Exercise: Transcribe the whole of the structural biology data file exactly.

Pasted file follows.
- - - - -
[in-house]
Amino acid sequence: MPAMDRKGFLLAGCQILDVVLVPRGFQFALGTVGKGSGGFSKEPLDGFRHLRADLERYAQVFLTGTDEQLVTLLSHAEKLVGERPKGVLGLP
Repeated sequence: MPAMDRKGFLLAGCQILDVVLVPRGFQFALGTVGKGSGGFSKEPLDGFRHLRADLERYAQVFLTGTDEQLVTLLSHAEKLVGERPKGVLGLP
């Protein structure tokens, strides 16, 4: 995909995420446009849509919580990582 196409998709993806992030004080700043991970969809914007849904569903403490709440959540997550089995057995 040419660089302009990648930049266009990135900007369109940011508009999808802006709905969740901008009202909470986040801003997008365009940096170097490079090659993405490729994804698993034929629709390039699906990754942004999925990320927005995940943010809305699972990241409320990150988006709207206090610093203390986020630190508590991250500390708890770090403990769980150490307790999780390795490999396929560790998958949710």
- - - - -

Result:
[in-house]
Amino acid sequence: MPAMDRKGFLLAGCQILDVVLVPRGFQFALGTVGKGSGGFSKEPLDGFRHLRADLERYAQVFLTGTDEQLVTLLSHAEKLVGERPKGVLGLP
Repeated sequence: MPAMDRKGFLLAGCQILDVVLVPRGFQFALGTVGKGSGGFSKEPLDGFRHLRADLERYAQVFLTGTDEQLVTLLSHAEKLVGERPKGVLGLP
């Protein structure tokens, strides 16, 4: 995909995420446009849509919580990582 196409998709993806992030004080700043991970969809914007849904569903403490709440959540997550089995057995 040419660089302009990648930049266009990135900007369109940011508009999808802006709905969740901008009202909470986040801003997008365009940096170097490079090659993405490729994804698993034929629709390039699906990754942004999925990320927005995940943010809305699972990241409320990150988006709207206090610093203390986020630190508590991250500390708890770090403990769980150490307790999780390795490999396929560790998958949710």